Watch Tesla Model 3 AWD Tackle Snowy Snoqualmie Pass: Video

DEC 26 2018 BY ERIC LOVEDAY 20

In dual-motor AWD, the Model 3 should be capable in the snow, but let’s find out for sure.

With winter setting in comes snow and that can be a problem for some cars. Find out who the Tesla Model 3 AWD performs up a slope in the slick stuff.

This ain’t no ordinary slope though. The Model 3 seen here is being tested up Snoqualmie Pass at a portion in which the incline is 25 degrees. This is a difficult incline for most any vehicle, so we wouldn’t be surprised if the Model 3 struggled. However, it did not. Though this video appears to have taken place when rather calm weather was on the Pass.

Snoqualmie Pass climbs into the Cascades passes through a microclimate characterized by considerable precipitation. It’s often difficult for travelers due to slick conditions. The Pass averages over 400 inches, but it’s typically open year-round. Chain-up areas are listed along the Pass and various alert screens are set up to warn motorists of conditions ahead.

Video description:

Two for one vlog!

We head to Snoqualmie Pass to test the all-wheel-drive system on snow in the Tesla Model 3 Dual Motor.

We also install the Jeda Wireless Charging system made specifically for the Model 3.

Hill tested was at a 25-degree angle.

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20 Comments on "Watch Tesla Model 3 AWD Tackle Snowy Snoqualmie Pass: Video"

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Incline is 25 degrees? Not so sure about that. I’d believe a 25 percent road grade, which is equal to arctan(0.25) = 14 degrees. 14 degrees is brutally steep for a freeway.

Skied nearby Stevens Pass a couple times last weekend and saw 2 Model 3s in one of the parking lots one day – I parked next to one of them.

He was on the side roads up by Alpental. Snoqualmie Pass itself is a very shallow grade and only 2800 ft high. Easiest mountain pass you’ll ever drive over unless it’s a blizzard. Those roads back there still aren’t anything near 25 degrees, not even close to 25%, which would be ridiculously steep for a place that gets snow.

Any AWD would do brilliantly – but hey, he got clicks.

Free Level 2 at Stevens. Chademo at Snoqualmie for $19.99 a month unlimited.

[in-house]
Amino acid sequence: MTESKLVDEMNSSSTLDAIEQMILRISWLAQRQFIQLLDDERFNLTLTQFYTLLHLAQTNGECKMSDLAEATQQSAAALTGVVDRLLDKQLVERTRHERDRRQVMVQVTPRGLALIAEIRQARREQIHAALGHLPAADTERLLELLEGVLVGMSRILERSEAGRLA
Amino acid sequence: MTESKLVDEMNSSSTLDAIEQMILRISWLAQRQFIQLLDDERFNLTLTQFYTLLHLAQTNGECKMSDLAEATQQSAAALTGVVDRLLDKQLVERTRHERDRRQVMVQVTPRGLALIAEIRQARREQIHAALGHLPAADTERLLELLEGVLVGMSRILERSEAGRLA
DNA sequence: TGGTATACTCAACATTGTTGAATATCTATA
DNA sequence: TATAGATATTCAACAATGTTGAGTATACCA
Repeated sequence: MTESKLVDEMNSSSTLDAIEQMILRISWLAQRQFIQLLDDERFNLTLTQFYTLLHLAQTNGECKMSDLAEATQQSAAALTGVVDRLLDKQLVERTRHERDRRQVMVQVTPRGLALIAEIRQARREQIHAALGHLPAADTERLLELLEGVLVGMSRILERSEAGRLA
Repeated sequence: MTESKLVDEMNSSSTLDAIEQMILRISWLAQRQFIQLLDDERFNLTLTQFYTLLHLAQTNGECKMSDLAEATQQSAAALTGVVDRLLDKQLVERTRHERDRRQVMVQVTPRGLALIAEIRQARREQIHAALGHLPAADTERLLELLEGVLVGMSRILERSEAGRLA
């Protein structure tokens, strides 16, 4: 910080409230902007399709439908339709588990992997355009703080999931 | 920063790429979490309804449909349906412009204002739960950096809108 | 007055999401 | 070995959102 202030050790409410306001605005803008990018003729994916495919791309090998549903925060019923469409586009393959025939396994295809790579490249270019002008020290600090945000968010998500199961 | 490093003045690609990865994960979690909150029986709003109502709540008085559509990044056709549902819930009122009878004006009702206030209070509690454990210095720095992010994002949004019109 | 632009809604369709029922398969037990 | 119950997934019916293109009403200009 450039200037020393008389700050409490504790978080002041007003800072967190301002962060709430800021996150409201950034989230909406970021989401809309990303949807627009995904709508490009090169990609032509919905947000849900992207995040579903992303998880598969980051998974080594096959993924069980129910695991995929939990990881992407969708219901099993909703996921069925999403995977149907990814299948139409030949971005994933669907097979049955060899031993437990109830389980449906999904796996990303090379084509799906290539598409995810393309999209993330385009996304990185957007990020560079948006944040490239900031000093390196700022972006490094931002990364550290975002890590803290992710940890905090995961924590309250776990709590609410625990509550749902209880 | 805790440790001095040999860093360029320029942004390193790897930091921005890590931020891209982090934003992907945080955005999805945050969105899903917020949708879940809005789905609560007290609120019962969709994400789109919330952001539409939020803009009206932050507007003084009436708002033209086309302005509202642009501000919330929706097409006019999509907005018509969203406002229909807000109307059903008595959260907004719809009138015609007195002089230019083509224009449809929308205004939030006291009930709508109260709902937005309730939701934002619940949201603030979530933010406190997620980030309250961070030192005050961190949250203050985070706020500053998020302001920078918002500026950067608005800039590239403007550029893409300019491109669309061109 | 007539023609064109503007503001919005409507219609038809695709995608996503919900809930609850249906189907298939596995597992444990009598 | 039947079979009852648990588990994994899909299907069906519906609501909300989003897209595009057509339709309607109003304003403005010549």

Any incline should be a cake walk for Tesla vehicles and all other EVs.
6 more days including today and let’s see whats the price of Tesla and GM vehicles with respect to the cut in Fed rebate from $7,500 to $3,750.
In China the subsidy for EV with be reduced by 33% beginning 2019 and I believe the automakers will cut the prices accordingly.
This will make EV prices naturally lower and will be comparable to gasmobiles.

I doubt they will lower the price all that much, if any. Materials and labor still cost the same.

Tesla is unlikely to decrease the price in the US. They have always said they priced the cars without considering the EV incentives. GM still has the full $7,500 through the end of March 2019.

It would frankly be stupid for Tesla to reduce the price of the Model 3. With the European market just now opening, and other overseas markets (such as Australia) soon to follow, the market for the Model 3 will increase sharply during 2019. I seriously doubt Tesla will be able to increase production to match, so long as they are assembling cars only at the Fremont plant.

There is a better argument to be made for Tesla lowering the price of the Models S and X in response to the end of the tax credit, since the market for that has more or less plateaued. But on the other hand, that market has proven to be fairly resistant to a price difference of a few thousand dollars.

Tesla in the past has usually chosen to add value to trim levels of the MS and MX, rather than lower prices. I doubt that trend is going to change. It’s possible that Tesla may reduce the price of the MS and MX slightly on or after January 1, but frankly I doubt it.

So, they drive a car up the pass and other cars are doing the same thing, many of those are not even awd or 4wd. Do this after the snow falls and the plows haven’t gone down the road.

Thanks for the video. I think mostly what you just tested are the tires. That’s most of what matters (80%?). Although, obviously a good traction control system can help make up slightly for less capable tires, I’d take a good set of snow tires on a 2WD vehicle w/o traction control, before I’d choose all-seasons + advanced AWD + traction control any day. Now add proper winter tires to that Model 3, then you’d really have something. Ground clearance would be your only limiting factor.